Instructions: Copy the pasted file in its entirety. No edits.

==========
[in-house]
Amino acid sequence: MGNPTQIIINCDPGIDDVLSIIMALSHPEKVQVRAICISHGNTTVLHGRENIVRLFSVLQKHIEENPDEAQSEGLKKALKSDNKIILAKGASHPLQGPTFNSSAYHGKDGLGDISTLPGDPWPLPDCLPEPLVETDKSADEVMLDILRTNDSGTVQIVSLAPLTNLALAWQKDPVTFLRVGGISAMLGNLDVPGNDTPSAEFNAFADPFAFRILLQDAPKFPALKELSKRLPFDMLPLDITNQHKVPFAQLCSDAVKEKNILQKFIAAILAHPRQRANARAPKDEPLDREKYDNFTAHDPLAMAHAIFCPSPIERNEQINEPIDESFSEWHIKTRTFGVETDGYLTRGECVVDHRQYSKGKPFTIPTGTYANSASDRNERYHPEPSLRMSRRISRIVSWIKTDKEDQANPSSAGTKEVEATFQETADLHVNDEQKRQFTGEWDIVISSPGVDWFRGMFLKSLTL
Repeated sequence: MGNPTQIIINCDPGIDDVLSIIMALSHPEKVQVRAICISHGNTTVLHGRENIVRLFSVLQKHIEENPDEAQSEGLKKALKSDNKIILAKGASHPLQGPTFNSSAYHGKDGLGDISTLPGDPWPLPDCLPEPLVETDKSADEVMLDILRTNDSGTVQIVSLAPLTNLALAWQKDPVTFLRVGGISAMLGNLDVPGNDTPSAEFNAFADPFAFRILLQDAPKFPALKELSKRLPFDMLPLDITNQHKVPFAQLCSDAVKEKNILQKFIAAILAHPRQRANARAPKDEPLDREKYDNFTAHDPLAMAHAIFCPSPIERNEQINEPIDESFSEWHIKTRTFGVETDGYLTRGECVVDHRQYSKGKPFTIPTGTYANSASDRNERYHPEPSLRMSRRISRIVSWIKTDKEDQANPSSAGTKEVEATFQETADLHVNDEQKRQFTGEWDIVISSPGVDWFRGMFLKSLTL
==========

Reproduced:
[in-house]
Amino acid sequence: MGNPTQIIINCDPGIDDVLSIIMALSHPEKVQVRAICISHGNTTVLHGRENIVRLFSVLQKHIEENPDEAQSEGLKKALKSDNKIILAKGASHPLQGPTFNSSAYHGKDGLGDISTLPGDPWPLPDCLPEPLVETDKSADEVMLDILRTNDSGTVQIVSLAPLTNLALAWQKDPVTFLRVGGISAMLGNLDVPGNDTPSAEFNAFADPFAFRILLQDAPKFPALKELSKRLPFDMLPLDITNQHKVPFAQLCSDAVKEKNILQKFIAAILAHPRQRANARAPKDEPLDREKYDNFTAHDPLAMAHAIFCPSPIERNEQINEPIDESFSEWHIKTRTFGVETDGYLTRGECVVDHRQYSKGKPFTIPTGTYANSASDRNERYHPEPSLRMSRRISRIVSWIKTDKEDQANPSSAGTKEVEATFQETADLHVNDEQKRQFTGEWDIVISSPGVDWFRGMFLKSLTL
Repeated sequence: MGNPTQIIINCDPGIDDVLSIIMALSHPEKVQVRAICISHGNTTVLHGRENIVRLFSVLQKHIEENPDEAQSEGLKKALKSDNKIILAKGASHPLQGPTFNSSAYHGKDGLGDISTLPGDPWPLPDCLPEPLVETDKSADEVMLDILRTNDSGTVQIVSLAPLTNLALAWQKDPVTFLRVGGISAMLGNLDVPGNDTPSAEFNAFADPFAFRILLQDAPKFPALKELSKRLPFDMLPLDITNQHKVPFAQLCSDAVKEKNILQKFIAAILAHPRQRANARAPKDEPLDREKYDNFTAHDPLAMAHAIFCPSPIERNEQINEPIDESFSEWHIKTRTFGVETDGYLTRGECVVDHRQYSKGKPFTIPTGTYANSASDRNERYHPEPSLRMSRRISRIVSWIKTDKEDQANPSSAGTKEVEATFQETADLHVNDEQKRQFTGEWDIVISSPGVDWFRGMFLKSLTL